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The Intersection Between Sales 2.0 and Cloud Computing

By September 28, 2011Article

Have you heard of ”Sales 2.0?” These days it’s almost a movement – there’s a conference, websites, books, and many, many more effective and efficient sales organizations as a result. A few years ago, I was fortunate to meet and work with Anneke Seley, co-author of the book on Sales 2.0. Anneke was the twelfth employee at Oracle and the designer of OracleDirect, the company’s revolutionary inside sales operation. She is currently the CEO and founder of Phone Works, a sales strategy and implementation consultancy. I sat down with Anneke to catch up with her on Sales 2.0 and its intersection with the shift to cloud computing.

What is Sales 2.0?

Anneke Seley: My simplified definition of Sales 2.0 is: a more efficient and effective way of selling for both the buyer and the seller, enabled by technology. Sales 2.0 is an improvement in both the art of selling – strengthening connections and relationships by making conversations more personal, timely and relevant – as well as the science – improving sales processes to better fit the way our buyers buy and using metrics and analytics to better understand, predict and drive business results.

When will the “2.0” no longer be necessary and this simply becomes “sales?”

Anneke Seley: My belief is that sales – and other business processes – can always be improved, so companies never actually achieve a perfect “2.0” state. “2.0” has entered into our vernacular to suggest an evolved version of the traditional, or “1.0.” From what I’m seeing in the market, there are still a lot of companies and organizations that are moving from 1.0 to 2.0 in their sales, marketing, service and other “customer-facing” functions.

What applications would you consider to be Sales 2.0?

Anneke Seley: Applications that help accelerate, measure or predict the sales cycle, increase sales productivity, or provide information, context and intelligence to improve relationships and conversations with clients.

How is the shift to cloud computing related to Sales 2.0?

Anneke Seley: Many companies that are accepting and adopting cloud technologies – as well as delivering their products via a flexible service-based model, are also embracing the new culture of Sales 2.0. The factors that are driving companies to cloud computing are similar to the factors driving Sales 2.0:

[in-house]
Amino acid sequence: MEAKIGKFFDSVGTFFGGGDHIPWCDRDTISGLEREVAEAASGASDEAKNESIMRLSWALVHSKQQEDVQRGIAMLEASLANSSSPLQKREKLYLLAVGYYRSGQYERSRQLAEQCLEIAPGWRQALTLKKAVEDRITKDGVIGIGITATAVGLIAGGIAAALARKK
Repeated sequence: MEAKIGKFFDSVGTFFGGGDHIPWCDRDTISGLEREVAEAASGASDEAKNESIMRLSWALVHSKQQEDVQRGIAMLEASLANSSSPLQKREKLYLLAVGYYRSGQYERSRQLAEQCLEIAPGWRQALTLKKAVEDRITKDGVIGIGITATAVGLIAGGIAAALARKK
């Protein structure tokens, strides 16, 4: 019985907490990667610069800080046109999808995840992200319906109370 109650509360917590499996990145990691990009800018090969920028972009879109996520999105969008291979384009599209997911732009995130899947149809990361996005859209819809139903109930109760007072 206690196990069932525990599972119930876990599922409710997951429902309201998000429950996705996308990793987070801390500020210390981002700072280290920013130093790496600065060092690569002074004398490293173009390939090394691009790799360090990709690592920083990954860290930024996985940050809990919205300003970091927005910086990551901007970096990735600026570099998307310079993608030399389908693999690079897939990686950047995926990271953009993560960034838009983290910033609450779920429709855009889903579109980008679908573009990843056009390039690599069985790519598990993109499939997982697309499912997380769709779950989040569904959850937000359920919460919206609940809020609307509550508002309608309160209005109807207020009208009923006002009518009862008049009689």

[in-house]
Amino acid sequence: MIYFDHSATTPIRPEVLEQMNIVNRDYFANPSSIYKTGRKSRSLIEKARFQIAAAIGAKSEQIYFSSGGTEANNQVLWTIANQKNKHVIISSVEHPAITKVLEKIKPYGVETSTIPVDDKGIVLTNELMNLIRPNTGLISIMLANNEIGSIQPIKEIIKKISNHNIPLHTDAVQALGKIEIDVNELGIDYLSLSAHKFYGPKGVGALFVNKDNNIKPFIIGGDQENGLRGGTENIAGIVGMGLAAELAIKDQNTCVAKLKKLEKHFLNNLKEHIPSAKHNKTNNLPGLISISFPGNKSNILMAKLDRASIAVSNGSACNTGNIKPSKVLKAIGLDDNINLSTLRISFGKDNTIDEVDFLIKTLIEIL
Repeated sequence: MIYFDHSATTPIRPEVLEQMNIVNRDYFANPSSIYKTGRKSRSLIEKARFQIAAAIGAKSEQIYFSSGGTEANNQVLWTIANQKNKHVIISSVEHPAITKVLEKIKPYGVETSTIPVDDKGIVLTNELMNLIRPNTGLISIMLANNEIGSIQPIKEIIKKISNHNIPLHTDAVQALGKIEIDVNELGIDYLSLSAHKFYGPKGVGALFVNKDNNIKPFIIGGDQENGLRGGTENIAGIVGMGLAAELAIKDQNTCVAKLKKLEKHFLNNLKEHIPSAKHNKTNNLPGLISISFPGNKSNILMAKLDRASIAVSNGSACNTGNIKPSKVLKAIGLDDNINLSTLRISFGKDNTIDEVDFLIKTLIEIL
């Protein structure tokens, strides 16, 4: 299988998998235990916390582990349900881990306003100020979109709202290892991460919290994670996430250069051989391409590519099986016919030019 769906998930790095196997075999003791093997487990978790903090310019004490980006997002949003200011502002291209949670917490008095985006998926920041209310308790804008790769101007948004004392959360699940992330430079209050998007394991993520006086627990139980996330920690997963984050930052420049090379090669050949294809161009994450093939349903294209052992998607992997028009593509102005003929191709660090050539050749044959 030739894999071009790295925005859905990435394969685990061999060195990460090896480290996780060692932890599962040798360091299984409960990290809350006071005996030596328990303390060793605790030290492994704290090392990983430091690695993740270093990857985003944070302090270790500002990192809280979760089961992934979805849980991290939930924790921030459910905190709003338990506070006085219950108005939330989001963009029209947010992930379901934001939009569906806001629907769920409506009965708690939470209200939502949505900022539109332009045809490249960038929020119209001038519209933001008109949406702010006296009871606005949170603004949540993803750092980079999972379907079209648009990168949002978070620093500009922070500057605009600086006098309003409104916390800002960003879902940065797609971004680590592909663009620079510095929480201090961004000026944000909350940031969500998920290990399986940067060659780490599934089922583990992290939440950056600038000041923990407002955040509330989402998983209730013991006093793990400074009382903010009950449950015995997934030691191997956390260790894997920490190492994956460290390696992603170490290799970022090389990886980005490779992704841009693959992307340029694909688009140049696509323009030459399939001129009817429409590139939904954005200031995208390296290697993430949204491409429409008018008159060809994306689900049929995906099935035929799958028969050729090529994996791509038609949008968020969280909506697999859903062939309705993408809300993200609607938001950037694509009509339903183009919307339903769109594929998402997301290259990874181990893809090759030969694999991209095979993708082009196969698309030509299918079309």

• Changes in buyer preferences
  • Shift in control from sellers to buyers
  • Rising costs

Most of our clients at Phone Works that are implementing Sales 2.0 practices, including Informatica, Citrix Online and NetApp as well as many startups, use cloud-based CRM and complementary, integrated sales and marketing productivity applications.

Is there a relationship between data integration and Sales 2.0?

Anneke Seley: Data gives sales people relevant knowledge to bring into conversations with clients and prospects. When that data is in disparate places that reps have to access separately, that lengthens the sales cycle and decreases sales productivity. Data integration is as critical as having the right metrics in the Sales 2.0 world.

So how do organizations get started?

Anneke Seley: For established businesses transforming sales, start small. Do a pilot program or proof of concept before changing your whole sales organization. Sales teams as large as IBM have started with groups as small as six sellers to pilot new initiatives before rolling them out globally. We’ve also worked with much smaller companies. For both startups and established businesses, set specific and measurable goals. Measure before and after results.

What’s next for Anneke Seley?

Anneke Seley: My goal is to find more time to write, speak, read, learn and think about the future of buying and selling. I’m also pursuing opportunities to inform and advise companies – particularly those in clean energy, education and healthcare – about innovative sales strategies. With the strength of the Phone Works consulting team behind me to implement those strategies, we have a chance to make the world a better place for buyers while improving the success of an increasing number of small and large companies.

Darren Cunningham is VP of Marketing for Informatica Cloud.

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